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Publication: Investor's Notebook
Couch Potato Portfolios

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      Investor's Insight - Monday, January 16, 2006           
          "A Digest of Investment Opinion From the 
             World's Leading Financial Advisers"


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HOW THE COUCH POTATO PORTFOLIOS DID IN 2005
by Scott Burns

As the late Abbie Hoffman once said of Worcester, Mass., 
the year 2005 was "best viewed from the rearview mirror 
of a rapidly moving car."

Not that it was a terrible year. 

We've had worse, and the memories are recent. No, it was 
just a sub-par year. While the long-term return on large 
common stocks has been 10.4 percent, the Standard and Poor's
500 index returned less than half that in 2005. Similarly, 
while the long-term return on intermediate government bonds 
has been 5.4 percent, the U.S. bond market returned less than 
half that in 2005. Basically, 2005 was a bum year for stay-
at-home investors. This includes willfully slothful Couch 
Potato investors, at least the ones who were only willing to 
divide by 2 with the aid of an electronic calculator.

The Original Couch Potato portfolio, which I've been writing 
about for 14 years, returned only 3.65 percent. Large-cap 
stocks continued to underperform small- and mid-cap stocks. 
And a year of rising interest rates dulled the bond market. 
The Original Couch Potato is one-half Vanguard 500 Index 
fund and one-half Vanguard Total Bond Market Index fund.

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The newer Crispy Couch Potato portfolio, which uses the Van-
guard Total Stock Market Index and the Vanguard Inflation 
Protected Securities fund in a 50/50 mixture, did somewhat 
better. It returned 4.22 percent for the year.

But if you were willing to divide your money by 3 instead 
of 2, the Margarita portfolio (one-third each Vanguard Total 
Market, Vanguard Total International Stock and Vanguard In-
flation Protected Securities) returned a very nice 8.01 per-
cent. The 15.6 percent return provided by international 
stocks saved the year.

Further diversification (and dividing by bigger numbers) 
brought mixed results. While Vanguard REIT index fund and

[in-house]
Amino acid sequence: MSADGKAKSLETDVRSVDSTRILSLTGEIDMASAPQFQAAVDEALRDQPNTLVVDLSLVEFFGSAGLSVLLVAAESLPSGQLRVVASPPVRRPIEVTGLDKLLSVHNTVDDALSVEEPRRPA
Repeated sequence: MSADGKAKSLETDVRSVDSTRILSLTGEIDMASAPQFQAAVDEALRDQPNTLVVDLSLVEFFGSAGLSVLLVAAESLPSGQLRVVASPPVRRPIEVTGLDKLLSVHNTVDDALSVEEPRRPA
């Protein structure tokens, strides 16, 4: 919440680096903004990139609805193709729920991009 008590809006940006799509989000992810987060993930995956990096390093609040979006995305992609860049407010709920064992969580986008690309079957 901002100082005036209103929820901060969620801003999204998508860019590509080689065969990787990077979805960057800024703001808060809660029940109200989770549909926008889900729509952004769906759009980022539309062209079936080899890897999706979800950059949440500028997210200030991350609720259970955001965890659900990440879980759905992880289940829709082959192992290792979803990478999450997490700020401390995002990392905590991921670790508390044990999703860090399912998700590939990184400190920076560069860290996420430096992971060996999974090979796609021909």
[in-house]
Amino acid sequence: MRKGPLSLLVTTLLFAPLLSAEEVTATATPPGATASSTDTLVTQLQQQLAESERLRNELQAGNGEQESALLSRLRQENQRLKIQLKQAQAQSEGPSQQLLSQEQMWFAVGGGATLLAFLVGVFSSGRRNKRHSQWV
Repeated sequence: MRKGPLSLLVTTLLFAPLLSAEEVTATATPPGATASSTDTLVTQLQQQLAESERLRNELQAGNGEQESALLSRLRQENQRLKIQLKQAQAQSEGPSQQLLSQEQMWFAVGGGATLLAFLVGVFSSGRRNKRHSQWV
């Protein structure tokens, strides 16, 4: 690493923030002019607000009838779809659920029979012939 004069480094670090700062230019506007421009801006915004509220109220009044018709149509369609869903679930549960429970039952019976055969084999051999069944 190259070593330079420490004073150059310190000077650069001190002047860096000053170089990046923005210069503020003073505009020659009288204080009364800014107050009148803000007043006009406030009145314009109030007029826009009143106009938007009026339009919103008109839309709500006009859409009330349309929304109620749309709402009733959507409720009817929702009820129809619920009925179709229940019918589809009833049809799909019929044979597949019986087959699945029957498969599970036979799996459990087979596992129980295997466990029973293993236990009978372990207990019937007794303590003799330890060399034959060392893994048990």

Vanguard Energy returned 11.9 percent and 44.6 percent, 
respectively, the American Century International Bond fund 
lost 8.2 percent as the dollar came out of its funk and 
blasted ahead of the euro.

As a consequence, the Four Square portfolio returned only 
3.96 percent when Vanguard Total Market, Vanguard Total 
International Stocks, Vanguard Inflation Protected Securi-
ties and American Century International Bond were mixed 
in equal proportions.

When Vanguard REIT index fund was added to create the 
Five Fold portfolio, the return rose to 5.55 percent, 
buoyed by the 11.9 percent return of the REITs.

Finally, when Vanguard Energy fund was added to create 
the Six Ways portfolio, the 44.6 percent return of the 
energy fund took the portfolio return up to a handsome 
12.06 percent.

Significantly, every asset class represented here but 
one can be done with an index fund or an exchange-traded 
fund (ETF) -- except one. I put American Century Inter-
national Bond fund, the one that lost 8.2 percent, into 
this mix because I was looking for alternatives to U.S. 
dollar denominated bonds.

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Was it a mistake?

Long term, probably not. But the idea may be better than 
the fund. Then, and now, I would rather use an unmanaged 
international bond index with a broader currency reach 
if one were available. BEGBX, by its construction, is 
overweighted in the euro, which fell dramatically after 
three years of rising against the dollar. With new ETFs 
being registered every month, I would not be surprised 
if an international bond index became available sometime 
in 2006.

Are there any messages here?

Yes. Diversification pays. The more diversified portfolios 
did better than the basic two-fund Couch Potato portfolios.

(Investor's Insight reflects the opinions of experts. It does 
not recommend any specific investments, and no endorsement is 
implied or should be inferred. For more information, contact 
the individual firms cited).

COPYRIGHT 2005 UNIVERSAL PRESS SYNDICATE

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